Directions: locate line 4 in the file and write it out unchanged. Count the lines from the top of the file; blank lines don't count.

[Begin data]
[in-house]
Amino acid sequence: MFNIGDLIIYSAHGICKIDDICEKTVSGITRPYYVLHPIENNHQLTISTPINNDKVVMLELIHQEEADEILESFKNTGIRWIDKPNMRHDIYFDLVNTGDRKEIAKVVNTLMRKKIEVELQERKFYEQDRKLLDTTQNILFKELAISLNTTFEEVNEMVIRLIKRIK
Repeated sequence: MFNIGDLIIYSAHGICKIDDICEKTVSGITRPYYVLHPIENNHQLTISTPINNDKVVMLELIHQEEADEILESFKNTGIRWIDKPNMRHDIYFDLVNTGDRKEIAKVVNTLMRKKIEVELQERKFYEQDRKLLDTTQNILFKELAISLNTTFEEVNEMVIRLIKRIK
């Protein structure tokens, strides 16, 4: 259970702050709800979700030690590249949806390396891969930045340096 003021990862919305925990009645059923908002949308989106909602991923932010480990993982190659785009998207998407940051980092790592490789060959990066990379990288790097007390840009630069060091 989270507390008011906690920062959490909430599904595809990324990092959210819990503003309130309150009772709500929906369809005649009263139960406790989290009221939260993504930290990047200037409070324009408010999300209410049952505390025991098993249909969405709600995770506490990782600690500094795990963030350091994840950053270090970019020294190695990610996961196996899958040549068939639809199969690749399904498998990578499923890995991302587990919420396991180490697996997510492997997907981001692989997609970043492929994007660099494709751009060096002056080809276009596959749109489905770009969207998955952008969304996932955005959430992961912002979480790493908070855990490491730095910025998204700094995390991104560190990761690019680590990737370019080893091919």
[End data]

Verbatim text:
């Protein structure tokens, strides 16, 4: 259970702050709800979700030690590249949806390396891969930045340096 003021990862919305925990009645059923908002949308989106909602991923932010480990993982190659785009998207998407940051980092790592490789060959990066990379990288790097007390840009630069060091 989270507390008011906690920062959490909430599904595809990324990092959210819990503003309130309150009772709500929906369809005649009263139960406790989290009221939260993504930290990047200037409070324009408010999300209410049952505390025991098993249909969405709600995770506490990782600690500094795990963030350091994840950053270090970019020294190695990610996961196996899958040549068939639809199969690749399904498998990578499923890995991302587990919420396991180490697996997510492997997907981001692989997609970043492929994007660099494709751009060096002056080809276009596959749109489905770009969207998955952008969304996932955005959430992961912002979480790493908070855990490491730095910025998204700094995390991104560190990761690019680590990737370019080893091919």